The Risks and Opportunities of Unforeseen ‘Black swan’ Market Events

The precipitous market-collapse which began the 2007 financial crisis was considered to be a ‘once in a thousand year’ event.  Similar ‘not in our lifetime’ rarity was also assigned to the events which followed including the failures of large financial institutions, global contagion, market interventions and (more recently) potential sovereign defaults throughout europe.  All these events (on the left tail of a probability distribution) are united by their consequences- typically so severe that the very survival of financial systems, frameworks and portfolios are at risk.

Looking at our perception of such events, Mark Spitznagel, Founder and CIO of Universa Investments (which, according to reliable news-sources, has in excess of US$6bn under management) states, “…people like to compare such rare payoffs to lottery tickets. This is way off. We know from the availability heuristic that people overestimate the likelihood of an event based on their ability to envision it—the risk of plane crash versus car crash is the best example of this. Holding that big check is easy to conjure up, but rare, deep stock market corrections not so much most of the time.”

Figure 1: Relative Values of US S&P 500 and UK FTSE 100 from 2007 to Present Day showing the scale of the financial crisis, together with a Rate of Change indicator to show the ‘magnitude’ of the crash during market movements.

In 2008, the year Lehman brothers collapsed, when most funds were losing immense amounts of capital, the Wall Street Journal reported, “Separate funds in Universa’s so-called Black Swan Protection Protocol were up by a range of 65 percent to 115 percent“.  Explaining his strategy, Spitznagel comments, “We are living through a profound era where speculative failure is simply not an option, and is fought tooth and nail by the government. This is a trap. Here I am the fool looking to fail frequently. I want to either hit a homerun or walk or even strike out. This means I fail far more often than I succeed. But the important point is that what I lose when I fail is trivial, epsilon compared to what I make when I succeed. This disproportionate, asymmetric payoff dominates the relative frequencies, but the frequencies are something impossible for most people to stomach, and this is the very source of my edge.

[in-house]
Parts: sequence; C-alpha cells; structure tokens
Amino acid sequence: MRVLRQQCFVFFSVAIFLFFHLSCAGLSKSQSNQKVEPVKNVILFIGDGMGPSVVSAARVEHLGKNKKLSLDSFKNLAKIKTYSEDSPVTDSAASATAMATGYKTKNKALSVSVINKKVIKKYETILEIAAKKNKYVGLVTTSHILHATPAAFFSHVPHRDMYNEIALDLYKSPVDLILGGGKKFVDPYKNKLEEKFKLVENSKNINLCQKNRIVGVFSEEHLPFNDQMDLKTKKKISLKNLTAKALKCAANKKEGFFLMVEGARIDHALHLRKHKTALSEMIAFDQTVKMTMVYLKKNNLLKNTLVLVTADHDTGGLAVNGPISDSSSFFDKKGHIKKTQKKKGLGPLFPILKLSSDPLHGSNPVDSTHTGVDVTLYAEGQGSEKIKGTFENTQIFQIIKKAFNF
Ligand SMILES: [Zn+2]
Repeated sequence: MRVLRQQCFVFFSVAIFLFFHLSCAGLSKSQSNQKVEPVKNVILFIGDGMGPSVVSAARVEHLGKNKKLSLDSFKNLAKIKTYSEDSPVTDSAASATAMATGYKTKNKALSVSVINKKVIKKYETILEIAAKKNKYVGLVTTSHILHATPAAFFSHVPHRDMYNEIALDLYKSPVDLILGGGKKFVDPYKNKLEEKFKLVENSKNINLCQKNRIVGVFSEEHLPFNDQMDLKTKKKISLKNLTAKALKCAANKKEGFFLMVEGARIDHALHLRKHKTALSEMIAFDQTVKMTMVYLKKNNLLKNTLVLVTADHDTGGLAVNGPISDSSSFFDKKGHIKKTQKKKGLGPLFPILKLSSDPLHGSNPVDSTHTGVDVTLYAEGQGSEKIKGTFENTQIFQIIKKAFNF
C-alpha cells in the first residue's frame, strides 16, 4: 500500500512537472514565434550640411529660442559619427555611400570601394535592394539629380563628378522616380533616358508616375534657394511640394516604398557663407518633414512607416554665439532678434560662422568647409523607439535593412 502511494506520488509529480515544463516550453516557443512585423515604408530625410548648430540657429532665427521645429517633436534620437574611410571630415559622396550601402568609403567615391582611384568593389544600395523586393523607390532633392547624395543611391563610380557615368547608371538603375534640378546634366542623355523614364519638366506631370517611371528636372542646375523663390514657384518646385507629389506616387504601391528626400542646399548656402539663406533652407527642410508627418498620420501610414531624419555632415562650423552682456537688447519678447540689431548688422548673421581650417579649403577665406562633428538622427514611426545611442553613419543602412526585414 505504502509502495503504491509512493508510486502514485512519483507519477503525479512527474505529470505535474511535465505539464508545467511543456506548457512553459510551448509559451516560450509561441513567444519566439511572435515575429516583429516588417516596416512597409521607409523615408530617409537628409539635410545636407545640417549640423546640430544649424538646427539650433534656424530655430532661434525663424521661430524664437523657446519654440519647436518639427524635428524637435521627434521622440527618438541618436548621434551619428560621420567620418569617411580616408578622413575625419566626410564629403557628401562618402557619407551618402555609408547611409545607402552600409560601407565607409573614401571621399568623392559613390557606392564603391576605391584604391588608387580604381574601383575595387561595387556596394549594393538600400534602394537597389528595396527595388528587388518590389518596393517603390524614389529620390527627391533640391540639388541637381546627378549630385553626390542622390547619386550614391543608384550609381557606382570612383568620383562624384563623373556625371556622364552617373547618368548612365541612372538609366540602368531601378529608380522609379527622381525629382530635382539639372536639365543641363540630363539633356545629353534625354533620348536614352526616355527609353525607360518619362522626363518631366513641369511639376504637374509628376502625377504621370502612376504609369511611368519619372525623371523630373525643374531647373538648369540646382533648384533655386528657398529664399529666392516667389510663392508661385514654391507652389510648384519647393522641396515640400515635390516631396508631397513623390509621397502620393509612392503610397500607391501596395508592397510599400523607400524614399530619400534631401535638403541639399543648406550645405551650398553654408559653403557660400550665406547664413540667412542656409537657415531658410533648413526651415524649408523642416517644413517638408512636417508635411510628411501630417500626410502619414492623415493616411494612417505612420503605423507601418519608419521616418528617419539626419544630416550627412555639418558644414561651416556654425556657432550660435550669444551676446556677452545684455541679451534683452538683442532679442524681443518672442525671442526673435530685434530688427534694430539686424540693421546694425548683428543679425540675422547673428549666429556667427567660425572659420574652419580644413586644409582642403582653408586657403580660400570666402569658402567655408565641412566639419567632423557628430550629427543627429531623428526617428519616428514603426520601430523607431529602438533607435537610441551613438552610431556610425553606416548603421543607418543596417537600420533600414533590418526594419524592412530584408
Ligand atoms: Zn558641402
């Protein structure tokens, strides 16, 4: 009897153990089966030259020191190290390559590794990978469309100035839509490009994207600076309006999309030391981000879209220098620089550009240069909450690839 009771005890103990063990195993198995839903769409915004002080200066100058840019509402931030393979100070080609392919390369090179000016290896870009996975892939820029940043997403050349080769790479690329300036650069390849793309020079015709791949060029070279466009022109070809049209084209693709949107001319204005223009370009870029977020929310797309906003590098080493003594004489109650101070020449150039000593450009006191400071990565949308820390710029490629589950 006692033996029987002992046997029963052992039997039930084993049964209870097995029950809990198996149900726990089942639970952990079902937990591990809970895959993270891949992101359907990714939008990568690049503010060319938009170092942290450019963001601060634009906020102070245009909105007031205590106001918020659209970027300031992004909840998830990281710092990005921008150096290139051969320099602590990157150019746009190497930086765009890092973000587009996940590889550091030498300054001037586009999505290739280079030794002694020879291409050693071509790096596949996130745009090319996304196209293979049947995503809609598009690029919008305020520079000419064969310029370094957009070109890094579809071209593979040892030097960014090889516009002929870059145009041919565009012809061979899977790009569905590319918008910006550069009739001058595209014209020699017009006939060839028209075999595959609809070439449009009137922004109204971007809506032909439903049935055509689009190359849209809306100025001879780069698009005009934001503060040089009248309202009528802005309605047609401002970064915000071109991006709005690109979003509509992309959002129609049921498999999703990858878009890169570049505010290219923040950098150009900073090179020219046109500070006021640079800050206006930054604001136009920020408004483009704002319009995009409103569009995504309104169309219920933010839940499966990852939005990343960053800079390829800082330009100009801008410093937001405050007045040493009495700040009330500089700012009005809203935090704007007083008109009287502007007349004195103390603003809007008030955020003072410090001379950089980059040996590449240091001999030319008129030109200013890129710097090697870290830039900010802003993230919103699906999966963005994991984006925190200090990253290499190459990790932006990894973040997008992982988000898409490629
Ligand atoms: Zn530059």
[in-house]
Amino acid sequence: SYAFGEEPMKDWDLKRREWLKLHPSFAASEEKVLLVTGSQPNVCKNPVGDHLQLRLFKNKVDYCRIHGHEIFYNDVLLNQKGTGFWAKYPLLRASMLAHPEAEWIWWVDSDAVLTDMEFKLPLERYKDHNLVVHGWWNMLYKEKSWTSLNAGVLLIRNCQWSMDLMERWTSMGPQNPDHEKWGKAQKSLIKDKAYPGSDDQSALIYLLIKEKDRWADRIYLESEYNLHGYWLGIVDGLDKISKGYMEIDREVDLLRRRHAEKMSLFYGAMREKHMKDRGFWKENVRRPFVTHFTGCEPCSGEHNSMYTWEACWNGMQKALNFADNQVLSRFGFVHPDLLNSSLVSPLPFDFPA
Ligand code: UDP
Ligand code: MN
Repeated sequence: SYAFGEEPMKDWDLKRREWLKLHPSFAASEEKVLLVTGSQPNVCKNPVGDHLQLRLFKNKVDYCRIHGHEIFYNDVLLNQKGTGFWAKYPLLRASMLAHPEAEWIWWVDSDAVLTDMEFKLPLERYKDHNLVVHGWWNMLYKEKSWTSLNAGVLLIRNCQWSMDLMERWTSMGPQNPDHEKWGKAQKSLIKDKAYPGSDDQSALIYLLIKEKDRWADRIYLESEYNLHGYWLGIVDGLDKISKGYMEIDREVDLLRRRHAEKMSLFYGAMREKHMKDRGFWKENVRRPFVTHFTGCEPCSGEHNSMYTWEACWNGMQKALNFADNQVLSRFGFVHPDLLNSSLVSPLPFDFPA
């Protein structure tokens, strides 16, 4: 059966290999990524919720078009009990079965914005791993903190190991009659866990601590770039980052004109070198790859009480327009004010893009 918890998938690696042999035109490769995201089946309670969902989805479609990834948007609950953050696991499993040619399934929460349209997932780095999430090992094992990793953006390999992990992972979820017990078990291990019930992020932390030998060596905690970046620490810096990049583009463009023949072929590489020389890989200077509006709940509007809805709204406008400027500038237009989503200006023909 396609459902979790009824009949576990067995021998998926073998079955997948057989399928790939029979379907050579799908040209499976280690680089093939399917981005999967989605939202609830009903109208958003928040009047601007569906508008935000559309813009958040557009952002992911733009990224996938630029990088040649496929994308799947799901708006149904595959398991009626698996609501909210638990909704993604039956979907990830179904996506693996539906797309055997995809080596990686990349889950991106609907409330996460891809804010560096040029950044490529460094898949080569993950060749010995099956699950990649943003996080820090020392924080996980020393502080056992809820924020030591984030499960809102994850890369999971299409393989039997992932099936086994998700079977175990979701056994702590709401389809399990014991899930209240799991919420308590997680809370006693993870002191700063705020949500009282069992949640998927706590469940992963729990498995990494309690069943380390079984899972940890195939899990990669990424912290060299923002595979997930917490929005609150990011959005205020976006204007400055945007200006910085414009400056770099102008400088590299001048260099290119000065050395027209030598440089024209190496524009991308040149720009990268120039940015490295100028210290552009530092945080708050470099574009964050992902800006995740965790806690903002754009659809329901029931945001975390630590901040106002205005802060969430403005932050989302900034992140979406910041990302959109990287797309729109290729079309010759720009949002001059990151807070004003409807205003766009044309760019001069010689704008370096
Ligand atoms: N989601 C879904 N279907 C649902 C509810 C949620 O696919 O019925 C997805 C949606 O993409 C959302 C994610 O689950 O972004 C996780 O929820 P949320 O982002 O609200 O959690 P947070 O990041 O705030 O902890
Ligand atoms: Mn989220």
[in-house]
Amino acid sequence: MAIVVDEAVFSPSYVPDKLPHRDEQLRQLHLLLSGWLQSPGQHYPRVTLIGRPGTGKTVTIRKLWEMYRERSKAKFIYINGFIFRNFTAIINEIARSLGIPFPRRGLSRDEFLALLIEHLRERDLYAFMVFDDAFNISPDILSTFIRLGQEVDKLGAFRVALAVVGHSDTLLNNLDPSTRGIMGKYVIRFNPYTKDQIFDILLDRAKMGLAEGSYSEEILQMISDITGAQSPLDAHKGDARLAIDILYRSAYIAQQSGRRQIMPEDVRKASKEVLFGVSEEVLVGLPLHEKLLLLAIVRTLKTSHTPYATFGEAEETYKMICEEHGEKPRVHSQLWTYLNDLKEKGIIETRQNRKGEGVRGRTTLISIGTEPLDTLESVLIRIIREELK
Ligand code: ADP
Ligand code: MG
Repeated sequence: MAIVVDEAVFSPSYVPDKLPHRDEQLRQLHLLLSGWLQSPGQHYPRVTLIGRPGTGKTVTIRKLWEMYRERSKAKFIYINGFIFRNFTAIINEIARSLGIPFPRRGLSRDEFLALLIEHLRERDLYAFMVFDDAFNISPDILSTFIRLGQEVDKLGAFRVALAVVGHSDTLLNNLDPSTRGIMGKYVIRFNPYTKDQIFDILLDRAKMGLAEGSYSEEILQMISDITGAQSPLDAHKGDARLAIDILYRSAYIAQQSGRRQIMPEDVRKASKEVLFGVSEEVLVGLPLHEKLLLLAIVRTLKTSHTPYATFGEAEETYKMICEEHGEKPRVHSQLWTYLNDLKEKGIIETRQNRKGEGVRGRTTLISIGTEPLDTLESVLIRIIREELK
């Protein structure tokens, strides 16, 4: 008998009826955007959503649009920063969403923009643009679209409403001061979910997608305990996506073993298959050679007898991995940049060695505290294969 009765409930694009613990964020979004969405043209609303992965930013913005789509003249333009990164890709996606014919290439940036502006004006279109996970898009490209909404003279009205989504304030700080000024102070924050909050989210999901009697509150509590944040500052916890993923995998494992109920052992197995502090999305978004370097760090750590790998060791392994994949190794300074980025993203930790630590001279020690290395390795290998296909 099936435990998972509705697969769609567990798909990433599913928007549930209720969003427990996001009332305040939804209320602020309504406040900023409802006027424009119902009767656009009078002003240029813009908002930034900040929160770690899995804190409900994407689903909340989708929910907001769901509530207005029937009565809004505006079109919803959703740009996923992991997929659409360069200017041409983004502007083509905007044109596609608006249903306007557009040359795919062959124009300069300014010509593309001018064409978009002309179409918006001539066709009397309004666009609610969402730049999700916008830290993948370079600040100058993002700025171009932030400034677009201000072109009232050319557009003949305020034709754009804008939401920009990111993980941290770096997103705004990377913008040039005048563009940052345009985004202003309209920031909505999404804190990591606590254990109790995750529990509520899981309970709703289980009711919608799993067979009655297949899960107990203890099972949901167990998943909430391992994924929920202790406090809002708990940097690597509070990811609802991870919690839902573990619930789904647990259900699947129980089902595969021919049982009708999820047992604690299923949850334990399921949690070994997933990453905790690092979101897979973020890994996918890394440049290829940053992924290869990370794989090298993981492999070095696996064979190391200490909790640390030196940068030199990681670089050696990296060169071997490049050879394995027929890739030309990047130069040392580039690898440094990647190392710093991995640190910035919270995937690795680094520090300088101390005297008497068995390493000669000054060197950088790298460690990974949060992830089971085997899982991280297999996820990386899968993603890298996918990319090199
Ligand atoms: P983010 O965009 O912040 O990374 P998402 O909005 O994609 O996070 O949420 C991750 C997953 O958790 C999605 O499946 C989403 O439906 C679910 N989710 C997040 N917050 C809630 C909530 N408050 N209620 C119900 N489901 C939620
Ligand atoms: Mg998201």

In this article for Manchester Business School, I described how, “..the globalization of capital markets, and growth of technology within them, has increased the ‘speed’ of economies to a pace never seen before.” A view supported by Spitznagel who also argues, “…We have a much more connected marketplace.  We have had, what I reckon to be an extremely overvalued stock market since 2000.  We very briefly came into the area of fair value in ’09 but very quickly went extremely overvalued again.  When you have that situation, you are prone to very sudden negative revaluations.  This is what we see in the stock market.  I made the analogy of earthquake faults- when they get aligned, they either all move, or they don’t move- we also have this diversity of micro fault-lines that fail, and I think that’s a huge problem…” Describing how he protects his clients from such risks he continues “It’s quite simple.  We are hedging a systematic left tail in our equity products.  The onus is on the client is to understand ‘what’ their systematic exposure is.  You may have a fund of funds who don’t have any conditional data on their risk, we all know that the covariance matrices go out of the window in these conditions- which came as a shock to a lot of naive people in 2008.  We don’t accept basis risk we don’t accept counterparty risk- we don’t want any fuzziness around what our payout is going to be conditional on the realizing of this systematic left tail ‘black swan’ event.  We like to think this very simple, we don’t like to think too smart.  It’s a huge mistake when people start assuming basis risk, for instance, thinking that they’re getting it cheaper.  For instance, someone may think it’s cheaper to buy a USD call than a S&P put- if you do that, I would argue that in the next crash we see the USD will not be rallying, we may be crashing next because the dollar itself crashes! I certainly wouldn’t bet on either way- if the dollar is actually crashing when the market tumbles, you have the wrong sign on your expectation! You’d have to buy strangles on the dollar, which costs twice as much in premium…. You can see therefore why fuzziness is unacceptable.  We measure the systematic tail and overlay that with index options and other instruments.”

So What?

For risk managers, it’s critically important to understand where in the market your existential (left-tail) risks come from and how big they could be.  For the manager of a mortgage backed derivative portfolio pre-crash it would have been obscene to model in defaults of more than 7%, now- in retrospect- modelling defaults of even 20% could have seemed conservative.  Had the manager looked at the real stresses in the market at the time? factoring in 20% default risk could have seemed a reasonable assumption- and instruments could have been applied to hedge that risk, protecting the portfolio.

For investors, the opportunity is no less profound.  Our highly globalized marketplace is incredibly susceptible to boom and bust on all timeframes- more frequently, and more violently than our availability heuristic would have us believe.  Consideration of areas of market-stress can not only provide investment insight in this regard, but can create astonishing returns.

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